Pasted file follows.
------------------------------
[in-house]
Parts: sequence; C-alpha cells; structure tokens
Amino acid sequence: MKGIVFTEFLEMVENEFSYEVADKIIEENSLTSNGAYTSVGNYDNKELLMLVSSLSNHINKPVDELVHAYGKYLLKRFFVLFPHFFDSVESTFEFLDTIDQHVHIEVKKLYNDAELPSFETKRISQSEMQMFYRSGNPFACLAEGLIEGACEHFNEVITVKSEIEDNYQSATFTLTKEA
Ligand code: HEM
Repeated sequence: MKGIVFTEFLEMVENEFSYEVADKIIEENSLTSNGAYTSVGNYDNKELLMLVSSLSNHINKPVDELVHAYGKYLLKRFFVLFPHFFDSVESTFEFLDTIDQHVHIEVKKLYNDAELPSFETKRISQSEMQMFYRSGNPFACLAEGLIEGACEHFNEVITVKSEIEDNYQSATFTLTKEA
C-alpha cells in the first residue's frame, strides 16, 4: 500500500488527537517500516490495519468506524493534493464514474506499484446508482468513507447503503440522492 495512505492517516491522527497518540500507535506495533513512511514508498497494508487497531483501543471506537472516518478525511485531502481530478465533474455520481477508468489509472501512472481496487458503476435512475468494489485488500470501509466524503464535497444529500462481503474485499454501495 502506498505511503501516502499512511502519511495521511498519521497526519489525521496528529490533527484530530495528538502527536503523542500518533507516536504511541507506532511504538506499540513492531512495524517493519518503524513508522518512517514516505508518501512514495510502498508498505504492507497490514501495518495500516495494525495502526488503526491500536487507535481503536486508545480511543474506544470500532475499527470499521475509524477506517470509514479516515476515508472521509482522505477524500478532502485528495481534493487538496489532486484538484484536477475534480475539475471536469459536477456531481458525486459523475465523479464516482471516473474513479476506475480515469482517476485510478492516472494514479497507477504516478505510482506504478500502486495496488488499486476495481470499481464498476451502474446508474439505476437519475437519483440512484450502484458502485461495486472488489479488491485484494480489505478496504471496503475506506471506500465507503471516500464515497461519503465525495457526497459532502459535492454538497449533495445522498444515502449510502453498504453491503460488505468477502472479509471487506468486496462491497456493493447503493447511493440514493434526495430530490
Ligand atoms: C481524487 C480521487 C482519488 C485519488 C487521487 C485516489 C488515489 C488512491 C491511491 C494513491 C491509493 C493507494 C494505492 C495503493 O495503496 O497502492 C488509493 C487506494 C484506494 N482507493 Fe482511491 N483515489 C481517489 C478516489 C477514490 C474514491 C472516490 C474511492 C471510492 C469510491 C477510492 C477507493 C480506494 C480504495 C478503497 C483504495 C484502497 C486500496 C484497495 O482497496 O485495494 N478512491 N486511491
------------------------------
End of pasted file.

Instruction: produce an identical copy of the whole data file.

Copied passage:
[in-house]
Parts: sequence; C-alpha cells; structure tokens
Amino acid sequence: MKGIVFTEFLEMVENEFSYEVADKIIEENSLTSNGAYTSVGNYDNKELLMLVSSLSNHINKPVDELVHAYGKYLLKRFFVLFPHFFDSVESTFEFLDTIDQHVHIEVKKLYNDAELPSFETKRISQSEMQMFYRSGNPFACLAEGLIEGACEHFNEVITVKSEIEDNYQSATFTLTKEA
Ligand code: HEM
Repeated sequence: MKGIVFTEFLEMVENEFSYEVADKIIEENSLTSNGAYTSVGNYDNKELLMLVSSLSNHINKPVDELVHAYGKYLLKRFFVLFPHFFDSVESTFEFLDTIDQHVHIEVKKLYNDAELPSFETKRISQSEMQMFYRSGNPFACLAEGLIEGACEHFNEVITVKSEIEDNYQSATFTLTKEA
C-alpha cells in the first residue's frame, strides 16, 4: 500500500488527537517500516490495519468506524493534493464514474506499484446508482468513507447503503440522492 495512505492517516491522527497518540500507535506495533513512511514508498497494508487497531483501543471506537472516518478525511485531502481530478465533474455520481477508468489509472501512472481496487458503476435512475468494489485488500470501509466524503464535497444529500462481503474485499454501495 502506498505511503501516502499512511502519511495521511498519521497526519489525521496528529490533527484530530495528538502527536503523542500518533507516536504511541507506532511504538506499540513492531512495524517493519518503524513508522518512517514516505508518501512514495510502498508498505504492507497490514501495518495500516495494525495502526488503526491500536487507535481503536486508545480511543474506544470500532475499527470499521475509524477506517470509514479516515476515508472521509482522505477524500478532502485528495481534493487538496489532486484538484484536477475534480475539475471536469459536477456531481458525486459523475465523479464516482471516473474513479476506475480515469482517476485510478492516472494514479497507477504516478505510482506504478500502486495496488488499486476495481470499481464498476451502474446508474439505476437519475437519483440512484450502484458502485461495486472488489479488491485484494480489505478496504471496503475506506471506500465507503471516500464515497461519503465525495457526497459532502459535492454538497449533495445522498444515502449510502453498504453491503460488505468477502472479509471487506468486496462491497456493493447503493447511493440514493434526495430530490
Ligand atoms: C481524487 C480521487 C482519488 C485519488 C487521487 C485516489 C488515489 C488512491 C491511491 C494513491 C491509493 C493507494 C494505492 C495503493 O495503496 O497502492 C488509493 C487506494 C484506494 N482507493 Fe482511491 N483515489 C481517489 C478516489 C477514490 C474514491 C472516490 C474511492 C471510492 C469510491 C477510492 C477507493 C480506494 C480504495 C478503497 C483504495 C484502497 C486500496 C484497495 O482497496 O485495494 N478512491 N486511491